But in person, the watch does everything it says on the box perfectly and then some. The case is not only neatly sandblasted and finished, but it also comes with a nice exhibition case-back for you to enjoy the otherwise spartan looking 7S26 caliber. It doesn’t possess a very extravagantly finished movement, but then again it was never meant to. It’s a tool watch after all and the almost industrial looking movement perfectly complements the nature and character of this watch. If you’re looking for a classic, timeless and rugged everyday wear/beater with plenty of character and an easy-to-change strap, then you can’t go wrong with the SNK805K2P.



The SRPD76K1M1 is part of the Specialist line of the Seiko 5 Sports series, though I genuinely don’t have the slightest understanding or clue behind the name of this category. If I were to picture a ‘Specialist styled’ watch, it’ll be a proper purpose-built tool watch. Not a polished, smart-looking diver on a rubber strap with a crocodile printed calfskin lined on top of it. The confusing naming aside, the design elements certainly make the watch look a lot smarter, yet all the more versatile as well. I can see this easily paired with your best suit or with a pair of jeans and a t-shirt. Though there is a twist, the piece we’re looking at today has been modified exclusively by our in-house team of watchmakers and it turns the pretty SRPD76K1 into a proper tour-de-force of watchmaking and design. With a double domed sapphire crystal, replacing the flat mineral crystal, and a sloped 2 tone ceramic bezel, it’s a properly stunning looking timepiece and one that embodies the design flair of a Rootbeer GMT-Master II.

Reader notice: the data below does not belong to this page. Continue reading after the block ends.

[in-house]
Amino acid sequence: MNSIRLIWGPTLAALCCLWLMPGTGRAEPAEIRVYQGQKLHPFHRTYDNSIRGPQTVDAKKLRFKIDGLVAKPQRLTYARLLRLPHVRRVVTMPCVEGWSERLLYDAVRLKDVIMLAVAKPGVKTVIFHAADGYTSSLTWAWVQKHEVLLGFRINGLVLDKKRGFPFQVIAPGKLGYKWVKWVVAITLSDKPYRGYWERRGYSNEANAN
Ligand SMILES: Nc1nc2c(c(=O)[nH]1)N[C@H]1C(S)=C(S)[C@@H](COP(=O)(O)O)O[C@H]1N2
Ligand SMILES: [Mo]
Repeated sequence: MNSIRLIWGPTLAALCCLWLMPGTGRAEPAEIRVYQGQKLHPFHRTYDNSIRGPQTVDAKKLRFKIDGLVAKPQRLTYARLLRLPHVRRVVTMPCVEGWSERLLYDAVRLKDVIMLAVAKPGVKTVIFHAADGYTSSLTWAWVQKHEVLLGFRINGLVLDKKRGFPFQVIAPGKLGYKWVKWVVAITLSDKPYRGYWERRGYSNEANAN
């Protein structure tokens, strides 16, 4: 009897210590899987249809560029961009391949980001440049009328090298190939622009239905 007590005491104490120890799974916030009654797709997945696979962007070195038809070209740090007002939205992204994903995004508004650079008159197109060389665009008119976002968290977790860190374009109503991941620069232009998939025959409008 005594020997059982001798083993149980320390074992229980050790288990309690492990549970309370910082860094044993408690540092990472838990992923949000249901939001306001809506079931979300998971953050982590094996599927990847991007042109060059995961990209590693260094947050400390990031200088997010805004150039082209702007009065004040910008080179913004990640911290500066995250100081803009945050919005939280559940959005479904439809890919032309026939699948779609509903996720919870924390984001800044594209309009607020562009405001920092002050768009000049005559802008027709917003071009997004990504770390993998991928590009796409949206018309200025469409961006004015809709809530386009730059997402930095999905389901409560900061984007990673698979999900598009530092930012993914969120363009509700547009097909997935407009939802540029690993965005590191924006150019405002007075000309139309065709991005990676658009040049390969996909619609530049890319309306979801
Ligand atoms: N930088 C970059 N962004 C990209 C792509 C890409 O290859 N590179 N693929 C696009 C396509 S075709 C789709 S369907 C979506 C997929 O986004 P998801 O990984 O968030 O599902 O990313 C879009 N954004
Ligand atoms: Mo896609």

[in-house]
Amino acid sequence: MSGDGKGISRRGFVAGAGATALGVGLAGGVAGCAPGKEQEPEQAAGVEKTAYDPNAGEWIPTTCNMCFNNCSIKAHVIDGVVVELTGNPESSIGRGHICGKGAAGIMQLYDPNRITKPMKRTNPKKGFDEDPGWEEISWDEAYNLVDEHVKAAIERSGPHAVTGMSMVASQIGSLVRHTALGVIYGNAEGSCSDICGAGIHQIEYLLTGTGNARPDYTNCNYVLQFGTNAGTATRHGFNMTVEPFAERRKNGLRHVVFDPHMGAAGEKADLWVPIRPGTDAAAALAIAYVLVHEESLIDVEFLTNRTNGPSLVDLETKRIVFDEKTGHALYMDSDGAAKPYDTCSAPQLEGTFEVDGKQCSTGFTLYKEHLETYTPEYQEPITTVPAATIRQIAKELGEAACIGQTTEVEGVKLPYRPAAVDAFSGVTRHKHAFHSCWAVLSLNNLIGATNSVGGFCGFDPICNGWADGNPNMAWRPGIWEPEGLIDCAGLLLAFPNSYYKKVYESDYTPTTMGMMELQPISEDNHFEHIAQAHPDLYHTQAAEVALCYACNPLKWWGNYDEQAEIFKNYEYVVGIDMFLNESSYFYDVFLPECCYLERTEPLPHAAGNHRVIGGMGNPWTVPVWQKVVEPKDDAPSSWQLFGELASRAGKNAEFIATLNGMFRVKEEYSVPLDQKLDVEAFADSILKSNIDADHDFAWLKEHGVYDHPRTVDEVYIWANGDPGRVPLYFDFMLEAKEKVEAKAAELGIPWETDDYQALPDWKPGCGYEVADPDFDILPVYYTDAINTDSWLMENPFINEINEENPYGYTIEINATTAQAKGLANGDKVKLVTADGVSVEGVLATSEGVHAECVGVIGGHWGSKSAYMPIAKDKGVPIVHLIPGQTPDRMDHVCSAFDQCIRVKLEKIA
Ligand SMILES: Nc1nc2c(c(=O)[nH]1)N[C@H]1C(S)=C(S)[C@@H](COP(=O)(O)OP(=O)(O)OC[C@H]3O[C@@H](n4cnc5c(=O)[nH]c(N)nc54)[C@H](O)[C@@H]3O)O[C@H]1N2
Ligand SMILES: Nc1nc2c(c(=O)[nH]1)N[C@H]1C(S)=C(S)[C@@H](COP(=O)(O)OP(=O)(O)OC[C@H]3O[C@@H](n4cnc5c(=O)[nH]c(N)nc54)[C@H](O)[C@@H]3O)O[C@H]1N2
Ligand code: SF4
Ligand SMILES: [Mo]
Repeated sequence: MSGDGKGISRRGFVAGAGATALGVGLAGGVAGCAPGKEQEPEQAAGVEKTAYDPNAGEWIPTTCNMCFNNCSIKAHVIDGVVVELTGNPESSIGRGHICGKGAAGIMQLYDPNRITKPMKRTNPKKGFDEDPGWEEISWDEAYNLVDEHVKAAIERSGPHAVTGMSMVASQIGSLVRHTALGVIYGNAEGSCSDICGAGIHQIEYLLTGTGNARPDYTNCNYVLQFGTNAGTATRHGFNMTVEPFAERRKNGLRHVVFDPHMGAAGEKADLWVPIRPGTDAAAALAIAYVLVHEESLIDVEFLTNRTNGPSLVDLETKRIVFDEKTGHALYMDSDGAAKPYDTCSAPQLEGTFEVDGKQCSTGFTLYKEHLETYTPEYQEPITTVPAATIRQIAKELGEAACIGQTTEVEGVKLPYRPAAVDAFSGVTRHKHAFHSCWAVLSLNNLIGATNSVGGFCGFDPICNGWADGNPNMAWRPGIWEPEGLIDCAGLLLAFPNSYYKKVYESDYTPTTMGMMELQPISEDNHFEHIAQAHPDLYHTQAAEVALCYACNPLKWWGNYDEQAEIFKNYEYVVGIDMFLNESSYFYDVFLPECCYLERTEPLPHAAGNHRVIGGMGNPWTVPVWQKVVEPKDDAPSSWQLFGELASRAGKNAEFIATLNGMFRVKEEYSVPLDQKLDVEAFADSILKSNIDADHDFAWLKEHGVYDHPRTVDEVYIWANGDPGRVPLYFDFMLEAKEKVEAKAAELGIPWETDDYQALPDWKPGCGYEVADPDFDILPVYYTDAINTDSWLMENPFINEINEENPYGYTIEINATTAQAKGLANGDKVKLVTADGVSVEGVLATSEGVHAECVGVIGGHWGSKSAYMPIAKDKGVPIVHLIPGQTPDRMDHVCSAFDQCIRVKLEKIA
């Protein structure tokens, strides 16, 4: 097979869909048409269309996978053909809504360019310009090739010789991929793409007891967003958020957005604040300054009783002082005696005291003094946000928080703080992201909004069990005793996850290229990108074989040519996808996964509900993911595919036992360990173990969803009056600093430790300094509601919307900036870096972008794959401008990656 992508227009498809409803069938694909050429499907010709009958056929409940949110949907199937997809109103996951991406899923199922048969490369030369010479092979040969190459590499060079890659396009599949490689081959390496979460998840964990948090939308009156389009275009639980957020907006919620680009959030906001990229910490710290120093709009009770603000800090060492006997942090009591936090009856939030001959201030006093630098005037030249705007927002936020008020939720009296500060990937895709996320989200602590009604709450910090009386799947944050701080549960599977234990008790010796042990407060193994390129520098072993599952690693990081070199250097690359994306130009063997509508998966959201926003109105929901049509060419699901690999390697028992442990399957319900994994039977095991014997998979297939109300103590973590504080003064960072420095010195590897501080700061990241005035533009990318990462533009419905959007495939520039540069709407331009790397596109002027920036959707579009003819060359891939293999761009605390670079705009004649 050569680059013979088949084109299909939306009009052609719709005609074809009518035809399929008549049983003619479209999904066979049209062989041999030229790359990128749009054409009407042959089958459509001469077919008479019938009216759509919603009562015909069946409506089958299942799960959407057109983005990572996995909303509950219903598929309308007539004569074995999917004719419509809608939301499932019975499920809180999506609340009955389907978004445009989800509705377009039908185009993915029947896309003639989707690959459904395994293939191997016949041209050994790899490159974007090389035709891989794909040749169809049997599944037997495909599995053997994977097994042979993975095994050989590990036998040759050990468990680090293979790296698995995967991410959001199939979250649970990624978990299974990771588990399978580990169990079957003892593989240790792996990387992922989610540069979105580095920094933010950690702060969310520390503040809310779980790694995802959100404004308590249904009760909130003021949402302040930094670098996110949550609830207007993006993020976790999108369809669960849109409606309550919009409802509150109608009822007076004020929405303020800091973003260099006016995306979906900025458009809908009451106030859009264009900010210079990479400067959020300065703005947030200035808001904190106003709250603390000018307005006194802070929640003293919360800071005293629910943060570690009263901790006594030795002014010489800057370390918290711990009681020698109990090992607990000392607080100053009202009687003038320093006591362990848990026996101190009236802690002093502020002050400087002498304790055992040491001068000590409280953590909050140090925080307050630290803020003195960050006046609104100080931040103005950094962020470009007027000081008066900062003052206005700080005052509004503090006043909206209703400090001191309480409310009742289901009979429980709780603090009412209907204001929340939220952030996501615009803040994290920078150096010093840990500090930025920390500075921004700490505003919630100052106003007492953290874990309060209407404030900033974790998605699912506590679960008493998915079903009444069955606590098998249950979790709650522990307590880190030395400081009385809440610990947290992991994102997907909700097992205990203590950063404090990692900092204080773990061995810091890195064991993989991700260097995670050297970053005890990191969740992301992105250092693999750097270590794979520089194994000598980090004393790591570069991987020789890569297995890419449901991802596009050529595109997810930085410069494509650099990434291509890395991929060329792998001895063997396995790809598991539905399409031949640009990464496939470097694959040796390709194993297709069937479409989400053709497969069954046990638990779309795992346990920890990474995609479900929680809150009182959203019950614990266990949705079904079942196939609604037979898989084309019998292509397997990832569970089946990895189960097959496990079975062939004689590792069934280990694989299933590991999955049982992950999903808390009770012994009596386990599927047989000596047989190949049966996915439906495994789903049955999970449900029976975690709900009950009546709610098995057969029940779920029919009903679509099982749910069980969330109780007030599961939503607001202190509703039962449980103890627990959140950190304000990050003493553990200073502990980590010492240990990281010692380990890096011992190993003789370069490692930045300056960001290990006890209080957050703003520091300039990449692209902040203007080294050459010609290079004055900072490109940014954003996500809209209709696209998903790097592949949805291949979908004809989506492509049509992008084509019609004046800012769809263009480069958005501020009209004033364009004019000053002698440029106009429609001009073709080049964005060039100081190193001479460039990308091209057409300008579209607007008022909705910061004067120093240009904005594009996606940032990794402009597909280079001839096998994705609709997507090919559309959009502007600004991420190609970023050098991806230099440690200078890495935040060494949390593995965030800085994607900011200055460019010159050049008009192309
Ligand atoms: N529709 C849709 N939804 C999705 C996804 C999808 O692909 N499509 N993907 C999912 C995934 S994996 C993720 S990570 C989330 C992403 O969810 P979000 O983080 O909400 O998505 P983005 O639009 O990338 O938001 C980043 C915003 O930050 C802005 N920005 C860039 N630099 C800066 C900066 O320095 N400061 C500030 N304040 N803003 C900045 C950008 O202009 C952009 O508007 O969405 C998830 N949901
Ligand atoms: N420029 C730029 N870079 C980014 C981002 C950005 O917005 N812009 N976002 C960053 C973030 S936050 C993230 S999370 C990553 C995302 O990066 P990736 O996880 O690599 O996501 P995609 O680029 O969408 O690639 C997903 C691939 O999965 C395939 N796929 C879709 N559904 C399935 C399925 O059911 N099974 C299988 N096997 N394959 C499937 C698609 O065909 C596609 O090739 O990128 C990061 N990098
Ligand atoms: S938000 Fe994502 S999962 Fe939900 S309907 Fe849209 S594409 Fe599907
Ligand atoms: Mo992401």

I personally own the rose gold SRPD76K1 and it’s one of my favourites in my collection, albeit as of writing this, I really should give that watch more wrist-time. Though after looking at this modified piece, I’m even more inclined to do the same to my own, though perhaps with a black Yachtmaster style bezel instead of the Rootbeer. But I digress. Power comes from the 4r36 as you would expect and if you’re looking for a tidy and polished dressy sports watch to wear for all occasions, then this timepiece will be one to rely on.


Budget alternatives for everyone

There it is, our budget alternatives to really, really expensive watches from the Seiko 5 line-up. We hope that you’ve managed to find something interesting in this, and we’d love to hear what other alternatives you have in mind or would like us to feature next time! In the meantime, we’d like to wish you lot happy hunting for your next piece!